ULA planned to launch the Delta 4-Heavy rocket early Thursday, but managers called off that attempt to allow more time to evaluate an issue with a ground pneumatics system at the launch pad.
There was an automatic abort at T-minus 3 seconds, moments after the command to ignite the Delta 4-Heavy’s three main engines.
— Spaceflight Now (@SpaceflightNow) August 29, 2020
The launch abort early Saturday thwarted plans for up to three launches this weekend from Florida’s Space Coast.
SpaceX is readying two Falcon 9 rockets for takeoffs Sunday from separate launch pads a few miles north of the Delta 4 launch facility at pad 37B, but it was not immediately clear early Saturday whether the Delta 4-Heavy’s delay might affect SpaceX’s plans.
One of the Falcon 9 rockets is scheduled for launch from pad 39A at NASA’s Kennedy Space Center at 10:12 a.m. EDT (1412 GMT) Sunday with SpaceX’s next group of approximately 60 Starlink broadband satellites.
SpaceX is preparing another Falcon 9 for launch from pad 40 on Cape Canaveral Air Force Station at 7:18 p.m. EDT (2318 GMT) Sunday with Argentina’s SAOCOM 1B radar observation satellite.
The launch of SAOCOM 1B has been delayed a month due to range safety concerns associated with the Falcon 9 rocket’s planned southerly trajectory to place the satellite into a north-south polar-type orbit. Before reaching the Atlantic Ocean, the track will take the Falcon 9 nearly directly over pad 37B, where the National Reconnaissance Office’s high-priority — and very expensive — spy satellite sits on top of the Delta 4-Heavy rocket.
Most U.S. launches into polar orbit take off from Vandenberg Air Force Base in California, which overlooks the Pacific Ocean. But SpaceX moved the launch of SAOCOM 1B to Cape Canaveral to allow the company to reduce staffing levels at Vandenberg during a period with few launches there, Gwynne Shotwell, company’s president and chief operating officer, told reporters last year.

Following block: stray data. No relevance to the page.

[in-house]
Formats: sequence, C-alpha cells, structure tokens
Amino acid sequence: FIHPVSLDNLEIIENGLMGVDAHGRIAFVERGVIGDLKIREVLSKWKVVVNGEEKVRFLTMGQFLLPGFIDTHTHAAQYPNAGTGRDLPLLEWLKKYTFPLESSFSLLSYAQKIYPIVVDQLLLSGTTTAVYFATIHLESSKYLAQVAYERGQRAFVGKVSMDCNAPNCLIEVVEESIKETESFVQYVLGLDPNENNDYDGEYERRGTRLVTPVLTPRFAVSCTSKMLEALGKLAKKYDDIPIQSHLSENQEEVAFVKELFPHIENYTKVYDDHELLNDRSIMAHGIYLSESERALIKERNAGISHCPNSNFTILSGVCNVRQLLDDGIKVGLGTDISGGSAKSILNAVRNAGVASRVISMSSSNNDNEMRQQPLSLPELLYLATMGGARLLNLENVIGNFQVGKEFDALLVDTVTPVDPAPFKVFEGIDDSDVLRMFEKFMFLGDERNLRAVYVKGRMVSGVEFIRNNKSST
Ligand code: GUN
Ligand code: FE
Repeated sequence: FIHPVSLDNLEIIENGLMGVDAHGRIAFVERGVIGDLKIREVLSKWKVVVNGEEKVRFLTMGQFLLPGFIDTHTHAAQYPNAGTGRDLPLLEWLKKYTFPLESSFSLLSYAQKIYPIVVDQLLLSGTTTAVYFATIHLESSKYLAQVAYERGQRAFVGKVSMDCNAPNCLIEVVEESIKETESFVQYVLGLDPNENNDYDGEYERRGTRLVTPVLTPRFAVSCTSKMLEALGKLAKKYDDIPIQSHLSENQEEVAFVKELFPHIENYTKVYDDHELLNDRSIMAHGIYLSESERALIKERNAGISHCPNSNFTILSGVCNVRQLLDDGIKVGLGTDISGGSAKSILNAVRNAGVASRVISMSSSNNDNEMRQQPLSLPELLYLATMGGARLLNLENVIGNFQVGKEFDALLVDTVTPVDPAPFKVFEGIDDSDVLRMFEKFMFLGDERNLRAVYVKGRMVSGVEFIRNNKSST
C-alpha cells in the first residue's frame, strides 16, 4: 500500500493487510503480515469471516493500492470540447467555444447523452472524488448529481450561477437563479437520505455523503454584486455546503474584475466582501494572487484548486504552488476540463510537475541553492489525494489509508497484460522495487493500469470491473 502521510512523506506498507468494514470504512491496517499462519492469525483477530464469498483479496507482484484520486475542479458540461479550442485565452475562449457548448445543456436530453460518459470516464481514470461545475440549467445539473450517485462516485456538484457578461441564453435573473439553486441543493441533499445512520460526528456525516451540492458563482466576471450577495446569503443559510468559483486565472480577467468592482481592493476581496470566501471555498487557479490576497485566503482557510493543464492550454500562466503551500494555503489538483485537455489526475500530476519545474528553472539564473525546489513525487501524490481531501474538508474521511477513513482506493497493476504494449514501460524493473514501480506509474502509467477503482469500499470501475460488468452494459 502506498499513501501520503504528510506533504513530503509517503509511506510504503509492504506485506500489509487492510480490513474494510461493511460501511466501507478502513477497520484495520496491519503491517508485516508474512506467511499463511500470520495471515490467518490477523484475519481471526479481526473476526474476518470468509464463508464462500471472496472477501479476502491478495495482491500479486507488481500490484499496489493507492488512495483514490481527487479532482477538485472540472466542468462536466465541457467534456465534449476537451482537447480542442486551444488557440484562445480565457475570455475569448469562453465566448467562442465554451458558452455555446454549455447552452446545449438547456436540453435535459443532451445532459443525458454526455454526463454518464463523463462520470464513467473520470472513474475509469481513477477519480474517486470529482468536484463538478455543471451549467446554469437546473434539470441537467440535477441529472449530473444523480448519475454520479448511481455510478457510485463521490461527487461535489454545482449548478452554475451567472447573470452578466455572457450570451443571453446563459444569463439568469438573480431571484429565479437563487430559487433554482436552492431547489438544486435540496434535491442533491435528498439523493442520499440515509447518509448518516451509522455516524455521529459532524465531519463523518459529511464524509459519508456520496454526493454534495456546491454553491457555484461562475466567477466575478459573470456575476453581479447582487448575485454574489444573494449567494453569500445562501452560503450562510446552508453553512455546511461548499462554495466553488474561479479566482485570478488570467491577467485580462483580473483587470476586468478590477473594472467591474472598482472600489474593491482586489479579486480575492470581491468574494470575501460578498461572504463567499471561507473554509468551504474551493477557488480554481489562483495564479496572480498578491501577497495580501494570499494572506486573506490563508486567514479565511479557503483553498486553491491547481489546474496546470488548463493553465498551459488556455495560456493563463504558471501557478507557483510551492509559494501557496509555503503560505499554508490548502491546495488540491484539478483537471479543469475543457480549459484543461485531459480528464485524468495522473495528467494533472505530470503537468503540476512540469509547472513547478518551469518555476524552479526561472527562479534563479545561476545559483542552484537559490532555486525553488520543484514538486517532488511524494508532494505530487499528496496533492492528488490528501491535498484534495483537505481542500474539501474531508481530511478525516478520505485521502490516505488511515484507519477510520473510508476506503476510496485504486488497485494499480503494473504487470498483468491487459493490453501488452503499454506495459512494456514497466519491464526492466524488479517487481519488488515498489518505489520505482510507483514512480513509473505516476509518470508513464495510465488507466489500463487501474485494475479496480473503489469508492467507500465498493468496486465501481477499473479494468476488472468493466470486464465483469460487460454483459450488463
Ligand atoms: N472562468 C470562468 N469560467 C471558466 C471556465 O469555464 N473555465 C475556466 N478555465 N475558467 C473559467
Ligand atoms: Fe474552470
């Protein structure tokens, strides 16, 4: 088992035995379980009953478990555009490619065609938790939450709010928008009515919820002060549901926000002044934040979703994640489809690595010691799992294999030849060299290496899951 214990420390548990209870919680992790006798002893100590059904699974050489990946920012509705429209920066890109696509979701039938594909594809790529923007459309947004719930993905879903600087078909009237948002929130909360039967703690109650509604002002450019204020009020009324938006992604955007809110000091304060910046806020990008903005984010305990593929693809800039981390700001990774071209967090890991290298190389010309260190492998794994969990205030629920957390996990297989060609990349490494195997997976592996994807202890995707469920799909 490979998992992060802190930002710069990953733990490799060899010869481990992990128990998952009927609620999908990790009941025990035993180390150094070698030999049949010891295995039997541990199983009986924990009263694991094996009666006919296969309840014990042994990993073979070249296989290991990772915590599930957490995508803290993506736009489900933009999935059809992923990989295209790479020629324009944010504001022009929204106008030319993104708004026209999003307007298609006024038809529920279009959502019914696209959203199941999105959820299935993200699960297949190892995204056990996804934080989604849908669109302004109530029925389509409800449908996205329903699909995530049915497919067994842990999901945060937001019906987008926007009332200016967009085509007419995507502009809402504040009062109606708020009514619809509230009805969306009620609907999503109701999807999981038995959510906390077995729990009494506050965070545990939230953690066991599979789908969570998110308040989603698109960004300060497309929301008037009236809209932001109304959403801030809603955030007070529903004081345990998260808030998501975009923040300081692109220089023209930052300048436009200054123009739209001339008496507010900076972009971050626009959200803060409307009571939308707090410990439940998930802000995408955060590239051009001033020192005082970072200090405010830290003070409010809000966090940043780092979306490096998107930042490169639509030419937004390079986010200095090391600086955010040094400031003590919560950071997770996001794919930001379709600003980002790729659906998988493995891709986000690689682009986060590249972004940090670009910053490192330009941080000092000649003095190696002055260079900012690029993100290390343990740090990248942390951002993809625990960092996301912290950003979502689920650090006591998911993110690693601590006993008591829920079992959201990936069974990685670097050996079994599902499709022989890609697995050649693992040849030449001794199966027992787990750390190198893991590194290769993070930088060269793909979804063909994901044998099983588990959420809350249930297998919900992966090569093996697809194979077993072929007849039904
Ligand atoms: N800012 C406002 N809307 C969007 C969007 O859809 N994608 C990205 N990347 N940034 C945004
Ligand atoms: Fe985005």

SAOCOM 1B was previously scheduled for launch in March, but Argentine officials called off the mission due to concerns about the coronavirus pandemic. Engineers placed SAOCOM 1B in storage at Cape Canaveral until early July, when engineers returned to Florida from Argentina to finish readying the spacecraft for liftoff.
The launch date ultimately was delayed again in a ripple effect from schedule slips suffered by other Falcon 9 missions. By the time SpaceX could have been ready to launch SAOCOM 1B, the NRO spy payload had been mounted on top of the Delta 4-Heavy rocket.
The SAOCOM 1B mission was then grounded, and has remained on hold until the Delta 4-Heavy rocket takes off. Sources said the delay was related to concerns that a Falcon 9 in-flight failure could drop debris on the Delta 4 launch pad and put its national security payload at risk.
SpaceX said Friday the plan for dual Falcon 9 launches Sunday — which would set a record for the shortest period between two SpaceX missions — was contingent upon the availability of the Eastern Range at Cape Canaveral to support the back-to-back liftoffs.